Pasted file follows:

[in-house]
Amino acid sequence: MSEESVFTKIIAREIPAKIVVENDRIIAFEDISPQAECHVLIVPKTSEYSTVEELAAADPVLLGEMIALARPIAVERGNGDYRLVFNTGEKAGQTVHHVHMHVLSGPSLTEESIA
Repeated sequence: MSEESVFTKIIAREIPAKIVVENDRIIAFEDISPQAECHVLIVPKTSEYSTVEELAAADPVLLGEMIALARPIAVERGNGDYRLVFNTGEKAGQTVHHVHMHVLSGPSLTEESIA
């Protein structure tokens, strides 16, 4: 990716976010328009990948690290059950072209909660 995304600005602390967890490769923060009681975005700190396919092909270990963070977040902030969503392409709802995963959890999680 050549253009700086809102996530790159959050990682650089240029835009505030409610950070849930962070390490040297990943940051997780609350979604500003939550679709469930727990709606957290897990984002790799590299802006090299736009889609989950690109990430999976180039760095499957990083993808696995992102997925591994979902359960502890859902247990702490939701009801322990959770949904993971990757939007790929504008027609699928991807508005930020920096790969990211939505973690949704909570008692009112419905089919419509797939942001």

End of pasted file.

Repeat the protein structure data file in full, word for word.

[in-house]
Amino acid sequence: MSEESVFTKIIAREIPAKIVVENDRIIAFEDISPQAECHVLIVPKTSEYSTVEELAAADPVLLGEMIALARPIAVERGNGDYRLVFNTGEKAGQTVHHVHMHVLSGPSLTEESIA
Repeated sequence: MSEESVFTKIIAREIPAKIVVENDRIIAFEDISPQAECHVLIVPKTSEYSTVEELAAADPVLLGEMIALARPIAVERGNGDYRLVFNTGEKAGQTVHHVHMHVLSGPSLTEESIA
């Protein structure tokens, strides 16, 4: 990716976010328009990948690290059950072209909660 995304600005602390967890490769923060009681975005700190396919092909270990963070977040902030969503392409709802995963959890999680 050549253009700086809102996530790159959050990682650089240029835009505030409610950070849930962070390490040297990943940051997780609350979604500003939550679709469930727990709606957290897990984002790799590299802006090299736009889609989950690109990430999976180039760095499957990083993808696995992102997925591994979902359960502890859902247990702490939701009801322990959770949904993971990757939007790929504008027609699928991807508005930020920096790969990211939505973690949704909570008692009112419905089919419509797939942001």